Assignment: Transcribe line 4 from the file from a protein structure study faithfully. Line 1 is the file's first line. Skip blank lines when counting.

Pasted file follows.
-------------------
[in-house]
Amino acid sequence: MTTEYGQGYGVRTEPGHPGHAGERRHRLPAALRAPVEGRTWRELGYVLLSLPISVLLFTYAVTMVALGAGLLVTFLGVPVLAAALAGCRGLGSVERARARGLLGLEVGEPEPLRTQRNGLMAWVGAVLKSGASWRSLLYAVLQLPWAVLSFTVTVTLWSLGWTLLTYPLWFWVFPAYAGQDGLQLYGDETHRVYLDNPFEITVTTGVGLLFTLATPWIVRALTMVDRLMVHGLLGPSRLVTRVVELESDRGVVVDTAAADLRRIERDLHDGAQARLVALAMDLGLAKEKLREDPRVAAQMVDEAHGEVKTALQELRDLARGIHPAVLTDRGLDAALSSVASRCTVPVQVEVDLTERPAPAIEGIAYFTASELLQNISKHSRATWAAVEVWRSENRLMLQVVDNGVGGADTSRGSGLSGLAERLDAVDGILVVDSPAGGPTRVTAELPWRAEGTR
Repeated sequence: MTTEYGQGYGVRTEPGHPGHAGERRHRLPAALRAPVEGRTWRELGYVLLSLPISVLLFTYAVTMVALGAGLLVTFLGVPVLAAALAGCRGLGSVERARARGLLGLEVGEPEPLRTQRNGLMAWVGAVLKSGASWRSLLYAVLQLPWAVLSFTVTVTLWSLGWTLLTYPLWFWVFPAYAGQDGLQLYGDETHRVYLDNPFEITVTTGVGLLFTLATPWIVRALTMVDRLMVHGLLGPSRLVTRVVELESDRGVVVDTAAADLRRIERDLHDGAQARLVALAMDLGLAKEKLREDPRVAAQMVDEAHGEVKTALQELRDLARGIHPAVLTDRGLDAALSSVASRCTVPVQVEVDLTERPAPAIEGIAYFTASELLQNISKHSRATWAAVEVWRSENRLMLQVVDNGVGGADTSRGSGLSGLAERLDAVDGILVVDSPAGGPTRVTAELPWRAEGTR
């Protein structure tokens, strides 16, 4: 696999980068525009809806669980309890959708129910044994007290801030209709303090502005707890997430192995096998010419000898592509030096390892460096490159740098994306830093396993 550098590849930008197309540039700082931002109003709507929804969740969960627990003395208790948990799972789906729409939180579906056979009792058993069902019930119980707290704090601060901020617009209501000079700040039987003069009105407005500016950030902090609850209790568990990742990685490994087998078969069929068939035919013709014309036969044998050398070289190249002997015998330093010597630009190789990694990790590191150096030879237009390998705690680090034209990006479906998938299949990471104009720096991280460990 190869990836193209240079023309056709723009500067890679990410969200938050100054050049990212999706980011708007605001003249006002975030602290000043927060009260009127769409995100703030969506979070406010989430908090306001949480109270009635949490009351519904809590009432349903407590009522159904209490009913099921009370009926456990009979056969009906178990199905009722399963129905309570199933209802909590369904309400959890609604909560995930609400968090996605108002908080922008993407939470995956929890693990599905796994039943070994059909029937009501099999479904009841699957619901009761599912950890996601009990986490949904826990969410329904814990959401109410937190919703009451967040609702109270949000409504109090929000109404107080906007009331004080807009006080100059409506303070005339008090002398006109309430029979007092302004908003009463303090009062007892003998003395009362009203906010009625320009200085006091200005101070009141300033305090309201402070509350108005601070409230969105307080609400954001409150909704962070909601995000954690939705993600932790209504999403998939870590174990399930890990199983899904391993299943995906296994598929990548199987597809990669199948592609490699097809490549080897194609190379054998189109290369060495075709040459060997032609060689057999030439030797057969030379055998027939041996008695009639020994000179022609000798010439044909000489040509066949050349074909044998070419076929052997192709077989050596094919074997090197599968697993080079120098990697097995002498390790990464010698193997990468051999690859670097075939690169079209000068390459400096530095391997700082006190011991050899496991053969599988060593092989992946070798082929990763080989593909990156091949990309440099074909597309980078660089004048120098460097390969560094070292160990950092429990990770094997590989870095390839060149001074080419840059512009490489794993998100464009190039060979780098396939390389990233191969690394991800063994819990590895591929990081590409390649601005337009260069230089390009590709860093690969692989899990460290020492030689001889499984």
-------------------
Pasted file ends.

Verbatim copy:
């Protein structure tokens, strides 16, 4: 696999980068525009809806669980309890959708129910044994007290801030209709303090502005707890997430192995096998010419000898592509030096390892460096490159740098994306830093396993 550098590849930008197309540039700082931002109003709507929804969740969960627990003395208790948990799972789906729409939180579906056979009792058993069902019930119980707290704090601060901020617009209501000079700040039987003069009105407005500016950030902090609850209790568990990742990685490994087998078969069929068939035919013709014309036969044998050398070289190249002997015998330093010597630009190789990694990790590191150096030879237009390998705690680090034209990006479906998938299949990471104009720096991280460990 190869990836193209240079023309056709723009500067890679990410969200938050100054050049990212999706980011708007605001003249006002975030602290000043927060009260009127769409995100703030969506979070406010989430908090306001949480109270009635949490009351519904809590009432349903407590009522159904209490009913099921009370009926456990009979056969009906178990199905009722399963129905309570199933209802909590369904309400959890609604909560995930609400968090996605108002908080922008993407939470995956929890693990599905796994039943070994059909029937009501099999479904009841699957619901009761599912950890996601009990986490949904826990969410329904814990959401109410937190919703009451967040609702109270949000409504109090929000109404107080906007009331004080807009006080100059409506303070005339008090002398006109309430029979007092302004908003009463303090009062007892003998003395009362009203906010009625320009200085006091200005101070009141300033305090309201402070509350108005601070409230969105307080609400954001409150909704962070909601995000954690939705993600932790209504999403998939870590174990399930890990199983899904391993299943995906296994598929990548199987597809990669199948592609490699097809490549080897194609190379054998189109290369060495075709040459060997032609060689057999030439030797057969030379055998027939041996008695009639020994000179022609000798010439044909000489040509066949050349074909044998070419076929052997192709077989050596094919074997090197599968697993080079120098990697097995002498390790990464010698193997990468051999690859670097075939690169079209000068390459400096530095391997700082006190011991050899496991053969599988060593092989992946070798082929990763080989593909990156091949990309440099074909597309980078660089004048120098460097390969560094070292160990950092429990990770094997590989870095390839060149001074080419840059512009490489794993998100464009190039060979780098396939390389990233191969690394991800063994819990590895591929990081590409390649601005337009260069230089390009590709860093690969692989899990460290020492030689001889499984």